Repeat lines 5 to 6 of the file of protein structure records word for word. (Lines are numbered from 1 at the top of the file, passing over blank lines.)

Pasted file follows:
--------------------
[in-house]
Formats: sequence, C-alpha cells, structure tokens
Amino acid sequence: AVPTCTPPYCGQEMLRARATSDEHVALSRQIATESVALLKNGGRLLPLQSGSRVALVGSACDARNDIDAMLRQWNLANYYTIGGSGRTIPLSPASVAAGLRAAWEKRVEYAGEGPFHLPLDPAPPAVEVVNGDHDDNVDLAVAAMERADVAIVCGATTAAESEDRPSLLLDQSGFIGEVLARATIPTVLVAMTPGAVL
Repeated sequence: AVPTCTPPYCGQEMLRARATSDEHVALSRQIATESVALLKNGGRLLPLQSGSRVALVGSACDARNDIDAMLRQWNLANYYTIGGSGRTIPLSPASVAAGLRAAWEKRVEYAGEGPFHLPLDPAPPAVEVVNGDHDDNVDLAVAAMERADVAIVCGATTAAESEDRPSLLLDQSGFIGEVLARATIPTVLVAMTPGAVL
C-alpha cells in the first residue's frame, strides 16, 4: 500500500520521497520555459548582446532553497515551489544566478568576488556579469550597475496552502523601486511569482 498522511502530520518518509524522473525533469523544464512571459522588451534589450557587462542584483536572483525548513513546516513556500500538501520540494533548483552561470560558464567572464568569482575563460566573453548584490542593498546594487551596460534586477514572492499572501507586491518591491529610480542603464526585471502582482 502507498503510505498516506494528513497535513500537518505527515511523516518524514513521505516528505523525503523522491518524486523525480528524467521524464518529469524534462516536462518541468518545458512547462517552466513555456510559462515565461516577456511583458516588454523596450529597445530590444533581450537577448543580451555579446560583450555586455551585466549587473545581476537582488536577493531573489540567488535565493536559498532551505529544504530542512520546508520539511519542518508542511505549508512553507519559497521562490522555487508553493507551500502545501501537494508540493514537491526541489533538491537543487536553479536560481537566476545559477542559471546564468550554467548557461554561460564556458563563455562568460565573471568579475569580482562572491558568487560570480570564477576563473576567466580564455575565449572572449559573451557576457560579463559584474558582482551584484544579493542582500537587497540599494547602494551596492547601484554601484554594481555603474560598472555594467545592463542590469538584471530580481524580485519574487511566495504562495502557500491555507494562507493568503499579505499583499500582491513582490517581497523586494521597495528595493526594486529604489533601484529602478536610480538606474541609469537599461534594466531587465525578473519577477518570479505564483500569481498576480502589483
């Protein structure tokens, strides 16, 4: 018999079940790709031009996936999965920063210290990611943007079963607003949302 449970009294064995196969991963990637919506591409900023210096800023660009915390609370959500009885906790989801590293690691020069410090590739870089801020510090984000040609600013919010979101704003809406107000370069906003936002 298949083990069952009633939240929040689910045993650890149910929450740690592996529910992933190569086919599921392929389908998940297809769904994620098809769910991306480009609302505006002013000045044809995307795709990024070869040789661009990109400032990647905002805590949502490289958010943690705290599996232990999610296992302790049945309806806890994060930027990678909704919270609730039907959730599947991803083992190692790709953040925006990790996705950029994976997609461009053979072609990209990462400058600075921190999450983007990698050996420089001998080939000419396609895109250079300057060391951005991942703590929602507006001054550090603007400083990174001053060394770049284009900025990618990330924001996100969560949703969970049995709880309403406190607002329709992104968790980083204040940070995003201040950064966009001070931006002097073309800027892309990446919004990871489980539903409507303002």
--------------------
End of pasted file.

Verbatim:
C-alpha cells in the first residue's frame, strides 16, 4: 500500500520521497520555459548582446532553497515551489544566478568576488556579469550597475496552502523601486511569482 498522511502530520518518509524522473525533469523544464512571459522588451534589450557587462542584483536572483525548513513546516513556500500538501520540494533548483552561470560558464567572464568569482575563460566573453548584490542593498546594487551596460534586477514572492499572501507586491518591491529610480542603464526585471502582482 502507498503510505498516506494528513497535513500537518505527515511523516518524514513521505516528505523525503523522491518524486523525480528524467521524464518529469524534462516536462518541468518545458512547462517552466513555456510559462515565461516577456511583458516588454523596450529597445530590444533581450537577448543580451555579446560583450555586455551585466549587473545581476537582488536577493531573489540567488535565493536559498532551505529544504530542512520546508520539511519542518508542511505549508512553507519559497521562490522555487508553493507551500502545501501537494508540493514537491526541489533538491537543487536553479536560481537566476545559477542559471546564468550554467548557461554561460564556458563563455562568460565573471568579475569580482562572491558568487560570480570564477576563473576567466580564455575565449572572449559573451557576457560579463559584474558582482551584484544579493542582500537587497540599494547602494551596492547601484554601484554594481555603474560598472555594467545592463542590469538584471530580481524580485519574487511566495504562495502557500491555507494562507493568503499579505499583499500582491513582490517581497523586494521597495528595493526594486529604489533601484529602478536610480538606474541609469537599461534594466531587465525578473519577477518570479505564483500569481498576480502589483
């Protein structure tokens, strides 16, 4: 018999079940790709031009996936999965920063210290990611943007079963607003949302 449970009294064995196969991963990637919506591409900023210096800023660009915390609370959500009885906790989801590293690691020069410090590739870089801020510090984000040609600013919010979101704003809406107000370069906003936002 298949083990069952009633939240929040689910045993650890149910929450740690592996529910992933190569086919599921392929389908998940297809769904994620098809769910991306480009609302505006002013000045044809995307795709990024070869040789661009990109400032990647905002805590949502490289958010943690705290599996232990999610296992302790049945309806806890994060930027990678909704919270609730039907959730599947991803083992190692790709953040925006990790996705950029994976997609461009053979072609990209990462400058600075921190999450983007990698050996420089001998080939000419396609895109250079300057060391951005991942703590929602507006001054550090603007400083990174001053060394770049284009900025990618990330924001996100969560949703969970049995709880309403406190607002329709992104968790980083204040940070995003201040950064966009001070931006002097073309800027892309990446919004990871489980539903409507303002």